German, C.R., E.T. Baker, and G. Klinkhammer (1995): Regional setting of hydrothermal activity. In Hydrothermal Vents and Processes, L.M. Parson, C.L. Walker, and D.R. Dixon (eds.), Geological Society Special Publication No. 87, 3-15.

Urabe, T., E.T. Baker, J. Ishibashi, R.A. Feely, K. Marumo, G.J. Massoth, A. Maruyama, K. Shitashima, K. Okamura, J.E. Lupton, A. Sonoda, T. Yamazaki, M. Aoki, J. Gendron, R. Greene, Y. Kaiho, K. Kisimoto, G. Lebon, T. Matsumoto, K. Nakamura, A. Nishizawa, O. Okano, G. Paradis, K. Roe, T. Shibata, D. Tennant, T. Vance, S.L. Walker, T. Yabuki, and N. Ytow (1995): The effect of magmatic activity on hydrothermal venting along the superfast-spreading East Pacific Rise. Science, 269, 1092-1095.

Baker, E.T., Y.J. Chen, and J. Phipps Morgan (1996): The relationship between near-axis hydrothermal cooling and the spreading rate of mid-ocean ridges. Earth and Planetary Science Letters, 142, 137-145.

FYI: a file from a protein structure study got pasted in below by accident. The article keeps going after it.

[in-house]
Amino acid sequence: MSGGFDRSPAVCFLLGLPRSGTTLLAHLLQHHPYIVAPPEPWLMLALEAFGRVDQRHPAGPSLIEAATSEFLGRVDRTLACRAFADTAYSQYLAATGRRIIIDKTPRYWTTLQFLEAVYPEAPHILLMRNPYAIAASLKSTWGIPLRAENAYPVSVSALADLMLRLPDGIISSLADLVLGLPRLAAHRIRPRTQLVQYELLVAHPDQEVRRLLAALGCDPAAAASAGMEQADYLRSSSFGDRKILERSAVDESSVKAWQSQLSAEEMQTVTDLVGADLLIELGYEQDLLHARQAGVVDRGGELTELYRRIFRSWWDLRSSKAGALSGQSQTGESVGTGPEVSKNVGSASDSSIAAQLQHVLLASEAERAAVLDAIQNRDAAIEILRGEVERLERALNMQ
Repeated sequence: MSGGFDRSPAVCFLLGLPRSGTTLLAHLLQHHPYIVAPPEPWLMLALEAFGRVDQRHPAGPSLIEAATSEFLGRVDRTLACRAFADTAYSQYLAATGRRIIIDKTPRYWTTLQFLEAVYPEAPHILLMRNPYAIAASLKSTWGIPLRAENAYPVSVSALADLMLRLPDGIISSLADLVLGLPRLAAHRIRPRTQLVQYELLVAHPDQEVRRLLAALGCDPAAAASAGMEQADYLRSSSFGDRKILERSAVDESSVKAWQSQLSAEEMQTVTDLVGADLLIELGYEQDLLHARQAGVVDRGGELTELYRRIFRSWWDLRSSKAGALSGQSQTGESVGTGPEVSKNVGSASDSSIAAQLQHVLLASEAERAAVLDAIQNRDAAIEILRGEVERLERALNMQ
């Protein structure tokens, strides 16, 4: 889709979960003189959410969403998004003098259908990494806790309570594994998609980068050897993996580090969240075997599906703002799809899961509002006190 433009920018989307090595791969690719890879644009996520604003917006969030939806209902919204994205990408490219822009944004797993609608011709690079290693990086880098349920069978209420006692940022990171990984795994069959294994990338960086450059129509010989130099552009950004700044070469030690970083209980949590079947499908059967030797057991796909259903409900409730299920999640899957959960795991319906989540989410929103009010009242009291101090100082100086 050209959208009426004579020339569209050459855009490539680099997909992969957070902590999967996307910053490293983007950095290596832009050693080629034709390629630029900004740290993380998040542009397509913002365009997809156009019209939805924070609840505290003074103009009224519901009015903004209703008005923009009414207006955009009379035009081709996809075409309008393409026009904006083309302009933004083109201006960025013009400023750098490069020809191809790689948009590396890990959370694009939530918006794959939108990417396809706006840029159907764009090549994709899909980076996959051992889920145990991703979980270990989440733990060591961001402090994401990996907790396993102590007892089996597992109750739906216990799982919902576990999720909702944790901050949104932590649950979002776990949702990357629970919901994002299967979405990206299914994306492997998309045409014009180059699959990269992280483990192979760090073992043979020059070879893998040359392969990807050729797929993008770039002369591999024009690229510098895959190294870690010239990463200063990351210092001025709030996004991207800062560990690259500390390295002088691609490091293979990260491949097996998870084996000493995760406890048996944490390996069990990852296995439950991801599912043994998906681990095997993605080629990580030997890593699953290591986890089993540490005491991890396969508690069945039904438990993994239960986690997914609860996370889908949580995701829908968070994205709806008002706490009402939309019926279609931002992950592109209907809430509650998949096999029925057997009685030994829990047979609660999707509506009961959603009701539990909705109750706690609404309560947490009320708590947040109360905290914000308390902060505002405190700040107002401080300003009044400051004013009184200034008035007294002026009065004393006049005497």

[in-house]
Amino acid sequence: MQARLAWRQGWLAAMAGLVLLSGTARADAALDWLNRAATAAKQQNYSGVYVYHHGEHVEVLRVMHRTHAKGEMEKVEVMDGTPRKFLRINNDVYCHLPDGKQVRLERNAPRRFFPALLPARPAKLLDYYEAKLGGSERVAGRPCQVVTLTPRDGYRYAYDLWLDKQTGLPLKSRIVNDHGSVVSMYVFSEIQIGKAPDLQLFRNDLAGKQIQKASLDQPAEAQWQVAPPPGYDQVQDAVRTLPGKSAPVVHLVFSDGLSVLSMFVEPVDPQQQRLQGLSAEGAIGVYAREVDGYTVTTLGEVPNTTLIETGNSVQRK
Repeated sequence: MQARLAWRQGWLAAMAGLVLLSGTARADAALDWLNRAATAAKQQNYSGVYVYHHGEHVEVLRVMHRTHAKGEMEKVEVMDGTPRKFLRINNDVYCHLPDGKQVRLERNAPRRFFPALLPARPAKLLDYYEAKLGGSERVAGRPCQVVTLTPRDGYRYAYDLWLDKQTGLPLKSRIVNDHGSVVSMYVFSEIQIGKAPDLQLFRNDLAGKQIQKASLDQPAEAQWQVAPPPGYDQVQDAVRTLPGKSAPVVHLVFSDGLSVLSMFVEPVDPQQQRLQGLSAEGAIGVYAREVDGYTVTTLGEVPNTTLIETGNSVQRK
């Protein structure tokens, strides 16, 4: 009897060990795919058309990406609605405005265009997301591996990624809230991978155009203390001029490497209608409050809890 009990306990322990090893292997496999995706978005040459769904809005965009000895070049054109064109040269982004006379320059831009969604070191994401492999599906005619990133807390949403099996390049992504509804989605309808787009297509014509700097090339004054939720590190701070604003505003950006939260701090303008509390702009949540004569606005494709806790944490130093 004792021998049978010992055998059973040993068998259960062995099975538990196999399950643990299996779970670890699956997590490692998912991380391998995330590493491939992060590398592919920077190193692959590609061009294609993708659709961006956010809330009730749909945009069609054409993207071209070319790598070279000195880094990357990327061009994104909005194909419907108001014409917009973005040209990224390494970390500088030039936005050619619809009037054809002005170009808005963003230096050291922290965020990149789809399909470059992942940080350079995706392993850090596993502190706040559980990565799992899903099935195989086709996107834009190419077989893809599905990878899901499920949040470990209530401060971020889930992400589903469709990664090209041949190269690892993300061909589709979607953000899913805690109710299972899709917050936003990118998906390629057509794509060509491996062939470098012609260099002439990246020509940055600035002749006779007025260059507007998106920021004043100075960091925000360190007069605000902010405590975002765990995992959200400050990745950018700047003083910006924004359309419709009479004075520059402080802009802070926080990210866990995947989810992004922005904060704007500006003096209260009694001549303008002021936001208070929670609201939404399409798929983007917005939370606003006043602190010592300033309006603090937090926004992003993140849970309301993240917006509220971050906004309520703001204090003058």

Baker, E.T., and T. Urabe (1996): Extensive distribution of hydrothermal plumes along the superfast spreading East Pacific Rise, 13°13'-18°40'S. Journal of Geophysical Research, 101(B4), 8685-8695.

Scheirer, D.S., E.T. Baker, and K.T.M. Johnson (1998): Detection of hydrothermal plumes along the Southeast Indian Ridge near the Amsterdam-St. Paul Plateau. Geophysical Research Letters, 25(1), 97-100.

German, C.R., E.T. Baker, C. Mevel, K. Tamaki, and FUJI Scientific Team (1998): Hydrothermal activity along the southwest Indian Ridge. Nature (In press).

1998 fall AGU session - Multidisciplinary Approaches to Studying Mid-Ocean Ridge Processes (several abstracts)